Heartbleed hit the news back in April affecting OpenSSL and in turn large parts of the internet. Another major vulnerability dubbed ‘ShellShock’ was disclosed yesterday.
Last week Stephane Chazelas discovered a vulnerability in bash (Bourne again shell); one of the most commonly deployed *nix utilities. It affects versions 1.14 through 4.3 of GNU Bash. This is a 22 year old vulnerability that has just now been made public.
If left unpatched this vulnerability could lead to attackers remotely executing code on vulnerable systems.
The details of this vulnerability were released as part of a coordinated disclosure (http://www.openwall.com/lists/oss-security/2014/09/24/10) on 24/9/2014, with major operating system distributions being notified in advance. The majority of these distributions released a patch when the vulnerability was disclosed, however it has been found that these patches are largely ineffective; leaving some systems vulnerable.
New patches have been compiled but at the time of writing have not yet been accepted into the distribution repositories.
So what’s the issue?
The vulnerability is caused by the way in which environmental variables are handled. Bash doesn't stop interpreting variables at the end of functions thus making arbitrary command execution possible. If Bash is called by an external script, such as a CGI script it is possible to remotely execute code.
Nettitude has already observed this vulnerability begin to get exploited in the wild, with servers scanning large numbers of IP addresses and attempting to trigger the vulnerability and force affected machines to download and execute malware.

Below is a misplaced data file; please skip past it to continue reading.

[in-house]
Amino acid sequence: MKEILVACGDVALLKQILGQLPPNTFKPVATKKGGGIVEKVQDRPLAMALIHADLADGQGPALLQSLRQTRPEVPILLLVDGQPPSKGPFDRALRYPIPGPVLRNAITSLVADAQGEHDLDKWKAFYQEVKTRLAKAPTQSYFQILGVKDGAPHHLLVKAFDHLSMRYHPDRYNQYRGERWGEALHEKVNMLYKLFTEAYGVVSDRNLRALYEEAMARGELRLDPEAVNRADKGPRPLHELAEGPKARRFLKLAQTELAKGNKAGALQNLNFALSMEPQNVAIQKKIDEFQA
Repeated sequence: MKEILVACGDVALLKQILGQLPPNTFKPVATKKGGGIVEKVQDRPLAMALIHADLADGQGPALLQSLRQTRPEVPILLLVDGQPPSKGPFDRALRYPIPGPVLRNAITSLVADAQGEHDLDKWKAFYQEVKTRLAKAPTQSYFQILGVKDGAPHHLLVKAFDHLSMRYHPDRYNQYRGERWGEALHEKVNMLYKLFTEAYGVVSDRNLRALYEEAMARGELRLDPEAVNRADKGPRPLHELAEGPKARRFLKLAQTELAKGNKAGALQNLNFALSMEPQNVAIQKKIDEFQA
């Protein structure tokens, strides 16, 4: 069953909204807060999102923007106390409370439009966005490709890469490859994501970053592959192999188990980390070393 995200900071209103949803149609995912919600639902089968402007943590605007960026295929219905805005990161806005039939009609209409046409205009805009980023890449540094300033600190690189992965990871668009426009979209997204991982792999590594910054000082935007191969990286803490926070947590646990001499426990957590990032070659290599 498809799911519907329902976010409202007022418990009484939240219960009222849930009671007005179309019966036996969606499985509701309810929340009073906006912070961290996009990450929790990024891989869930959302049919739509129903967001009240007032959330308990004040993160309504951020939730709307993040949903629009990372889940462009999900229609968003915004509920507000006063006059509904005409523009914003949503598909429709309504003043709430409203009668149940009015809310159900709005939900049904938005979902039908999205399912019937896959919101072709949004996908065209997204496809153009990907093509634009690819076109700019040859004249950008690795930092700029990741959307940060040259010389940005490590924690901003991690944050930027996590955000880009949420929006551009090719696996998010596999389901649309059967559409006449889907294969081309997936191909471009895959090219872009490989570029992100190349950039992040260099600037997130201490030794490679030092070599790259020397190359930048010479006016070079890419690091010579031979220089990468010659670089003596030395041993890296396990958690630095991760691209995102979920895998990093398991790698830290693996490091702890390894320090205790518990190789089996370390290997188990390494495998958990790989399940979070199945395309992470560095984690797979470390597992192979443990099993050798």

Although there are a wide variety of ways in which this vulnerability can be exploited the main risk is internet facing web applications that make use of CGI scripts, PHP libcalls or Java. These applications all make backend calls to /bin/sh, making them vulnerable.
What is affected?
This will affect a significant number of systems from web servers, home routers, OS X Macs, servers, PC’s, many embedded devices plus anything else that relies on Bash. NIST have calculated this as 10 out of 10 in terms of severity, combined with a low complexity to exploit (http://web.nvd.nist.gov/view/vuln/detail?vulnId=CVE-2014-6271).
However, although many systems will use Bash, access to this is often provided via other interfaces. The most likely situations are where diagnostic CGI scripts are written in, or call out to, Bash, or through PHP applications running in CGI mode that do something similar.
Already, a DDoS bot that exploits this issue has been identified in the wild by @yinettesys (https://twitter.com/yinettesys/status/515012126268604416).
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